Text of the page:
Most of our knowledge regarding the natural history of periodontitis in adults has come from clinical studies of dental patients. However, it is known that dental patients usually are not representative of what actually happens in the population. This paper presents population-based attachment loss trends in survivor teeth to address the following issues; 1) whether attachment loss during 1 period in time is associated with higher risk for attachment loss at a subsequent period in the same subject; 2) whether sites in survivor teeth with deeper periodontal pockets at baseline are more likely to experience future attachment loss; and 3) whether the effect of regular use of dentists' services on attachment loss are demonstrated in a community-dwelling population. In 1988, the University of North Carolina School of Dentistry initiated the Piedmont 65+ Dental Study, which was designed to elicit 800 dentate respondents in the 5-county area who were examined again at 18, 36 and 60 months. Our findings indicated that, for the 3 time periods investigated, attachment loss during the first period was not related to the incidence of attachment loss at a subsequent period for most people. However, for people who experience multiple episodes, the second episode was likely to immediately follow the first episode. This pattern did not occur at the site level where no site experienced more than 2 successive episodes, and a previous episode did not put a site at higher risk for a subsequent episode. Our data also indicated that both baseline pocket depth and irregular dental visits were positively associated with the proportion of sites that demonstrated break-down over the next 5 yr.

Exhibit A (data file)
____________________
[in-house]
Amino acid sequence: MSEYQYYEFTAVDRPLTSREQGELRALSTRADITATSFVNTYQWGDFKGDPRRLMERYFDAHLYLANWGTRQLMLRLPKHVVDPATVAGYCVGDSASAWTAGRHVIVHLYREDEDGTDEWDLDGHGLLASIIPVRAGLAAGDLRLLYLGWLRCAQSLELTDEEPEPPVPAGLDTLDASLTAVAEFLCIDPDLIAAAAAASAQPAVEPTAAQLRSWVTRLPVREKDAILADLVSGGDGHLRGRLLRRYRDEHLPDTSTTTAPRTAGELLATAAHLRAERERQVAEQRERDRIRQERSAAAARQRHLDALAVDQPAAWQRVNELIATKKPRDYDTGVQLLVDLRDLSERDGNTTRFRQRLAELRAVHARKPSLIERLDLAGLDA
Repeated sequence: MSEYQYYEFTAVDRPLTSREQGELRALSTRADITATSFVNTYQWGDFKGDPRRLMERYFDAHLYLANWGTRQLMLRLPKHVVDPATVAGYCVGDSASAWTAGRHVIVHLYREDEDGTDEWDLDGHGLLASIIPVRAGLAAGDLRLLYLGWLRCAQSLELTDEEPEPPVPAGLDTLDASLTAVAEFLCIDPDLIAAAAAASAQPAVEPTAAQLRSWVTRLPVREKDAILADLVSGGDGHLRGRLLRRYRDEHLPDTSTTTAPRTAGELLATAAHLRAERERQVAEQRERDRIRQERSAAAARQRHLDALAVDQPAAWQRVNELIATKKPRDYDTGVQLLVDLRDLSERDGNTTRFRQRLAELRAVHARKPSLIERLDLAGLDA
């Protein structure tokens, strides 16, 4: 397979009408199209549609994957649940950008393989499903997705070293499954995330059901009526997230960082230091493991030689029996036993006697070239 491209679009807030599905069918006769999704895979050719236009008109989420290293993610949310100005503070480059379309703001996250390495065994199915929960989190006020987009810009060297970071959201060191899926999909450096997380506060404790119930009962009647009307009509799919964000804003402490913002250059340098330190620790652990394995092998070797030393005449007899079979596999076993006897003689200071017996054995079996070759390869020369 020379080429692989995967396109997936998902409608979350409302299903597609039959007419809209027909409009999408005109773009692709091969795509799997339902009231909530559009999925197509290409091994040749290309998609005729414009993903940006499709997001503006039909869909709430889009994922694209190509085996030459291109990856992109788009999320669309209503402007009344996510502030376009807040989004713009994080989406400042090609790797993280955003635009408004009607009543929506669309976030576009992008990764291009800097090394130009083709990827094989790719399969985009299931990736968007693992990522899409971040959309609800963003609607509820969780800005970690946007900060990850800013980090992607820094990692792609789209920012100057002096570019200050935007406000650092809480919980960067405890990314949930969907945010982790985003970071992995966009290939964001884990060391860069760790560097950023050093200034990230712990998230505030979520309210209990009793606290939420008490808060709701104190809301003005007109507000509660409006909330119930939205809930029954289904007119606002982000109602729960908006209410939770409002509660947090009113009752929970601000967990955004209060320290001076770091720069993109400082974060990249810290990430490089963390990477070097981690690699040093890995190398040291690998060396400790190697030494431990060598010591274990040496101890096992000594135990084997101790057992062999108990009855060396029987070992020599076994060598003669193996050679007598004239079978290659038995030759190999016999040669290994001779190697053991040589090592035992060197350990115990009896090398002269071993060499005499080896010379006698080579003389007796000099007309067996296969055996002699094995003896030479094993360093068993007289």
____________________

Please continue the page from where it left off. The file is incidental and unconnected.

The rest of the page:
|Original language||English (US)|
|Number of pages||9|
|Journal||Journal of Periodontal Research|
|Publication status||Published - Aug 1997|
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